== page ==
Contact Foresight before you want to get pregnant.
The low success rates of IVF don’t compete with that of a tiny British charity in Goldalming, Surrey, run by a feisty 70-year-old named Belinda Barnes. Foresight, the Association for Preconceptual Care, believes that most infertility stems from poor nutritional status. Her pregnancy preparation programme, which lasts from four to six months, analyses and treats specific individual problems before a couple tries to conceive.
Based on Foresight’s experience, except for mechanical problems such as blocked tubes or infertility stemming from chemotherapy, some 70 per cent of people going for IVF actually don’t need it (www.foresight-preconception.org.uk).
In 1999, Foresight had a 78.4-per-cent overall success rate, or 846 pregnancies among 1076 couples treated, of whom 1061 had previous fertility or miscarriage problems. There were four cases of malformations and terminations (0.47 per cent) and 28 miscarriages (3.2 per cent), which were confined to women who’d previously miscarried.
Among the minority who do need IVF, Foresight improves a couple’s chances of success, with a 43.5 per cent pregnancy rate.
Follow the Foresight programme
* Eat an organic wholefoods diet, with filtered water, no refined carbohydrates, no artificial additives and no microwaved foods. Alcohol, smoking and drugs are prohibited.
* Check your levels of trace minerals and toxic heavy metals, using hair analysis, sweat and blood tests for excess heavy metals, or tests that look for deficiencies of essential trace minerals.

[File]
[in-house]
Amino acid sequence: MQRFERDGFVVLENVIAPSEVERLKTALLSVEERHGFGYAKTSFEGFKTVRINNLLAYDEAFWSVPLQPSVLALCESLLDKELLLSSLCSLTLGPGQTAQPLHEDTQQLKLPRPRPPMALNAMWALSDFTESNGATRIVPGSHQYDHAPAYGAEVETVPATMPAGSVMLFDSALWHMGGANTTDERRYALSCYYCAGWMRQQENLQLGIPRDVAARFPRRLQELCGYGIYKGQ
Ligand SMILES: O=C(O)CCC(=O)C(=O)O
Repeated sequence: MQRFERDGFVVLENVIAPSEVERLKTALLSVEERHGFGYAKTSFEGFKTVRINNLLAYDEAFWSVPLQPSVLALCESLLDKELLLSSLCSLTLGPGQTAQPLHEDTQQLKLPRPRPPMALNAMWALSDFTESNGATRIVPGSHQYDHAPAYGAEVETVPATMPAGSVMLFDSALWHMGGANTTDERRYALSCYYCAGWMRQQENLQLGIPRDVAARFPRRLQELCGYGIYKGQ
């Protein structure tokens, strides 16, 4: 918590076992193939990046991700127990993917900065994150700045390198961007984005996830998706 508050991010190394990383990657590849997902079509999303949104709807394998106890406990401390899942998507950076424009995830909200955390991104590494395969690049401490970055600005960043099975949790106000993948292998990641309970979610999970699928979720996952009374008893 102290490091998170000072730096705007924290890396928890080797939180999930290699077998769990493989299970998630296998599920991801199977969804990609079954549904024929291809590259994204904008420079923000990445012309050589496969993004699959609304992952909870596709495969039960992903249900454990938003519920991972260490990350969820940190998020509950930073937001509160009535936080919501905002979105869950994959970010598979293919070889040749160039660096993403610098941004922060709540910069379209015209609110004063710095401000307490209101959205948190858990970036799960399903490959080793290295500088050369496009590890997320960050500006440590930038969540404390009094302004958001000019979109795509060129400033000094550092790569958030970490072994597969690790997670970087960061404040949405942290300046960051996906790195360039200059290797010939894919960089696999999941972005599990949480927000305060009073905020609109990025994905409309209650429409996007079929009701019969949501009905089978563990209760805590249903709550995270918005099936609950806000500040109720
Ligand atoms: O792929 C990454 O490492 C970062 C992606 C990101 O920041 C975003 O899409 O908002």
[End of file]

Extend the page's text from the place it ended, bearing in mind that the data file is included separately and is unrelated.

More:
* Correct all deficiencies with vitamin supplements.
* Have both you and your partner checked out for often symptomless genitourinary infections, which cause infertility, miscarriage or stillbirth.
* Get any allergies, poor stomach acid, parasites or other food absorption problems identified and treated.
* Use natural family-planning methods, such as barrier contraception, until you are given the all-clear to start trying for a pregnancy.
If you find you do need IVF, opt for the kinder, gentler approach.
* Use ‘natural-cycle treatment’, where ovulation is allowed to occur naturally. The chances of having a baby this way are virtually the same as with drug-stimulated treatment, according to a King’s College Hospital study in London (Hum Reprod, 2001; 16: 259-62). It’s also safer, less stressful, results in fewer multiple births – and cheaper, at around 20 per cent of the current cost of drug-stimulated cycles.
* For blocked tubes, try acupuncture.
* Consider adoption. Don’t limit yourself to domestic children or to babies. UK adoption agencies maintain arbitrary anachronistic practices, such as lower age limits, whereas agencies handling adoption of foreign babies are more flexible. (Indeed, Chinese and Russian agencies prefer older parents.) Contact American foreign-adoption law firm Greenberg & Green
berg, 3 Sierks Lane, Roslyn Harbor, New York 33711, USA, for information on American adoption agencies who may work with British couples (see Viewpoint, p 5).